Human Footprint and Human Presence Have Non-Equivalent Effects on Wildlife Habitat Use

Justin P. Suraci, Barry Nickel, Maximillian L. Allen, Christopher Wilmers

Research output: Chapter in Book/Report/Conference proceedingConference contribution


Anthropogenic activity can substantially impact wildlife habitat use, altering both the distribution and activity patterns of species across terrestrial mammal communities. Variation in human footprint on the landscape, including commercial and residential development, can decrease habitat quality for mammals, and fear of humans (major sources of wildlife mortality) could drive changes in habitat use if animals avoid human presence spatially and/or temporally. Anthropogenic effects on habitat use are not exclusively negative, however, with many “synanthropic” species exhibiting high use of areas near humans to take advantage of resource subsidies (e.g., food waste). Human footprint and human presence may simultaneously affect habitat use, potentially in opposition, if for instance wildlife avoid interactions with people but take advantage of resources concentrated near development. We used data from a camera trap grid spanning a 1700-km2 mixed-used landscape in central California to compare how human footprint (building density) and human presence (detections of people on camera) affect carnivore and omnivore habitat use. Multi-species occupancy models revealed that, for most species, human footprint and presence differentially affected occupancy and detection probability at camera sites. Synanthropic species (e.g., striped skunks Mephitis mephitis and Virginia opossum Didelphis virginiana) were more likely to occupy sites with higher building density, consistent with use of anthropogenic resources, but were less detectable in areas of high human presence. Larger, highly mobile species (e.g, pumas Puma concolor and bobcats Lynx rufus) were much less detectable with increasing building density, but exhibited greater occupancy at sites with high human presence (potentially due to increased access to trails), avoiding humans temporally at these sites by increasing nocturnality. Our results indicate that, for many species, human footprint and presence have non-equivalent effects on habitat use, thus limiting the value of any single measure as a proxy for all anthropogenic impacts.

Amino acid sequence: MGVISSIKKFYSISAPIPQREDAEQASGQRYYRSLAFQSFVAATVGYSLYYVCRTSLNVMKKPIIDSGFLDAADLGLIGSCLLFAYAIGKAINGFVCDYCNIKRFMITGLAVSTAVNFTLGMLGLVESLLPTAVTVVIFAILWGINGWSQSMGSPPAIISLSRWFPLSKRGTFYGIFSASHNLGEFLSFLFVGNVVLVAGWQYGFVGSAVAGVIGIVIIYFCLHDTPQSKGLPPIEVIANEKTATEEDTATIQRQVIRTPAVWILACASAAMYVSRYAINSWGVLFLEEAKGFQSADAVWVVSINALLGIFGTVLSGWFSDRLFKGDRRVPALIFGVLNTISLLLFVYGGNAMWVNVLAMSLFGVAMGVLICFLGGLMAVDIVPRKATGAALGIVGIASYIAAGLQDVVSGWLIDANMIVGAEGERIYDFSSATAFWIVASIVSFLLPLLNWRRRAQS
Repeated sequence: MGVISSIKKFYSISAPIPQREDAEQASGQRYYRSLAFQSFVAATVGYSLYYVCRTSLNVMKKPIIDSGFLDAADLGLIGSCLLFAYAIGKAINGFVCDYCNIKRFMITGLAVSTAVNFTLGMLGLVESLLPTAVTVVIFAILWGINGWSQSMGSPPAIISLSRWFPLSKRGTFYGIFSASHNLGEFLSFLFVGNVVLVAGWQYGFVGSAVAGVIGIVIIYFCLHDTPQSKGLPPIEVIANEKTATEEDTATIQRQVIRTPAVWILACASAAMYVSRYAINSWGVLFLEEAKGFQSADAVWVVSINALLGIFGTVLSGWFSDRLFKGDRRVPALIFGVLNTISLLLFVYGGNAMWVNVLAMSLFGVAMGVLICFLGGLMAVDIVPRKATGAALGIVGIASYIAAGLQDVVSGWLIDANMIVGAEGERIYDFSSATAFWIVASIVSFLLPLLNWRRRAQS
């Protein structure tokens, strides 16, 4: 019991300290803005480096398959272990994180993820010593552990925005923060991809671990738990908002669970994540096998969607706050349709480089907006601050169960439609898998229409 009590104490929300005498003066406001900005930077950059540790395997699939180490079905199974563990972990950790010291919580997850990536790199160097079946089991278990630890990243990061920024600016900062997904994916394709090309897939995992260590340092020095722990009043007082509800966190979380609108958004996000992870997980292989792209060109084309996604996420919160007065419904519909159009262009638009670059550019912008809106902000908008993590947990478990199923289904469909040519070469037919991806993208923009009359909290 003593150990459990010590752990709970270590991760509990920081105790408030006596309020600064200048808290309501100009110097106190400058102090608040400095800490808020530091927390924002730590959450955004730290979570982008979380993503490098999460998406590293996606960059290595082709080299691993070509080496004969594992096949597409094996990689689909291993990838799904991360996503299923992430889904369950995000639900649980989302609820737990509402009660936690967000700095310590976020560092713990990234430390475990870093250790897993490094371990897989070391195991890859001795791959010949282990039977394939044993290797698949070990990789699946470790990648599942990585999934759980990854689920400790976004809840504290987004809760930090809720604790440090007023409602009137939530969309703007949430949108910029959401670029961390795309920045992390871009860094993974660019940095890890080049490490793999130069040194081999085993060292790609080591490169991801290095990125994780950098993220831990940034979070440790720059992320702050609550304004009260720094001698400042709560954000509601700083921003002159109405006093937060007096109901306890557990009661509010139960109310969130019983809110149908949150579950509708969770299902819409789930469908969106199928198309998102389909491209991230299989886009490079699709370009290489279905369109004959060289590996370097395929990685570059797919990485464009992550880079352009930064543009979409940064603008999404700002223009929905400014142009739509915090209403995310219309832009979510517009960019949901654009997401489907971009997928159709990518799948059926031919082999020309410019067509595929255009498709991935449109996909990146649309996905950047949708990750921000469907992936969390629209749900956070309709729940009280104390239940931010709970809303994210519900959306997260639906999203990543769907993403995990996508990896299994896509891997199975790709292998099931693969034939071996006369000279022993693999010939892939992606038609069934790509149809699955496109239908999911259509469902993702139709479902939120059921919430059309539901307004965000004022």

Original languageEnglish (US)
Title of host publicationAmerican Fisheries Society & The Wildlife Society 2019 Joint Annual Conference, Sept. 27-Oct. 4, 2019, Reno, NV
StatePublished - 2019


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